Transplanting the strawberry runners has been long overdue and so I went for it today so that they would still get a chance to establish themselves over the winter in preparation for a bumper harvest in summer…I hope.
I got a fairly large pot, about 10 inches across and put in a 1 inch layer of pebbles at the bottom. Strawberries must have good drainage in order to flourish.
Then I put in a load of our own garden soil, complete with worm(in the middle). I am using this in preference to a peat based soil in order to see if it will dry out less easily. This year the strawberry pots were prone to drying out and were then hard to re-wet, so I’m hoping the heavier clay soil will help. Then I popped in the baby strawberry on top of this and filled up the rest of the container with rich garden compost.
I put in about 2 or 3 inches of this as I have read that Strawberries like lots of humus and fertility that is not to highly nitrogenous. I think that this means you shouldn’t use fresh manure and possibly other things that I haven’t identified yet. I still a bit confused about this.
I didn’t fill the container as much as I could. I just barely got up to the same level as the base of the plant, the crown. This is because I want to add some composted manure later in the winter and I don’t want to cover over the crown of the strawberry. If this is under the soil it will rot and then the plant will probably die.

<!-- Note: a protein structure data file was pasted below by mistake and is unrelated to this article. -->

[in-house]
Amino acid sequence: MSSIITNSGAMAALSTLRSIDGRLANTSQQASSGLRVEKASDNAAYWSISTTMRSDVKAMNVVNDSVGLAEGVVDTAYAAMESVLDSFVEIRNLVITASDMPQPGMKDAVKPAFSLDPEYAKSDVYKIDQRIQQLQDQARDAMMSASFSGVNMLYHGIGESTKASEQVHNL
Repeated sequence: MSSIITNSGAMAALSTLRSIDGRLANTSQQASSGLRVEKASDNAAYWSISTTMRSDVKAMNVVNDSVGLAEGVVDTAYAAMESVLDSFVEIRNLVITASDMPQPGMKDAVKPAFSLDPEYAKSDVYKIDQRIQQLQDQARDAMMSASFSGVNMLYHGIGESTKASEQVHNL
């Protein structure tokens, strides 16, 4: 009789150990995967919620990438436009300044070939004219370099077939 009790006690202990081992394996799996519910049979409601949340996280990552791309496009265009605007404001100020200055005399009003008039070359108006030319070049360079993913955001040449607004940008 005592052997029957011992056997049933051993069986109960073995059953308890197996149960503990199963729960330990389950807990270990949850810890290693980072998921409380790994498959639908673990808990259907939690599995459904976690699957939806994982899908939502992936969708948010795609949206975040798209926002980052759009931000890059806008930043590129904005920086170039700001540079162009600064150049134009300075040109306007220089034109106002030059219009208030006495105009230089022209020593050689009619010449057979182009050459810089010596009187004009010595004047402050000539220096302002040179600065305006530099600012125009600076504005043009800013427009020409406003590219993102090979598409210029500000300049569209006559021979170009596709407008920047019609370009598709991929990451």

To top off the planting I added a bit of seaweed meal as an all round tonic. I gave the newly potted strawberry a reasonably good water and set in the garden where it will get the best sun. They all look very happy now and I’m also going to compare each plant to see how much difference the size of the pot makes to the amount of fruit obtained. I’ll report on that in about 9 months!
And now a report on this summer’s fruiting. The strange thing about our existing strawberry plants is that they are setting fruit again. I‘m not sure if they have been confused by the weather but three of the plants have nearly fully grown fruit on them. I have a feeling they won’t ripen but I might put one of the smaller containers in the greenhouse and see what happens.
The one thing that I learnt was that if you are putting strawberries in pots then it is better to plant just one per pot. We planted three in a large fish box and in the end it was hard to get into to the middle to maintain them and check on the fruits. Also there were runners appearing from every where and even though I was trying to restrict there numbers they just kept sneaking out because it was so hard to see into the plants. The strawberries planted singly however were very easy to keep an eye on and these also suffered less slug damage. I think it was just too comfy in among the leaves in the triple planted box for the slugs. There were too many hiding places. I also found that taking a pot and placing in a tub of water in order to give it a good soaking also hunted out any sneaky slugs and they could then be picked off as they scrambled, slowly, up the side of the container. The water protection in the form of the raft with its feet in water also helped. Hopefully next year will be a better year. The small number of strawberries were absolutely amazingly tasty and I just can’t wait for a proper bowlful……mmmmm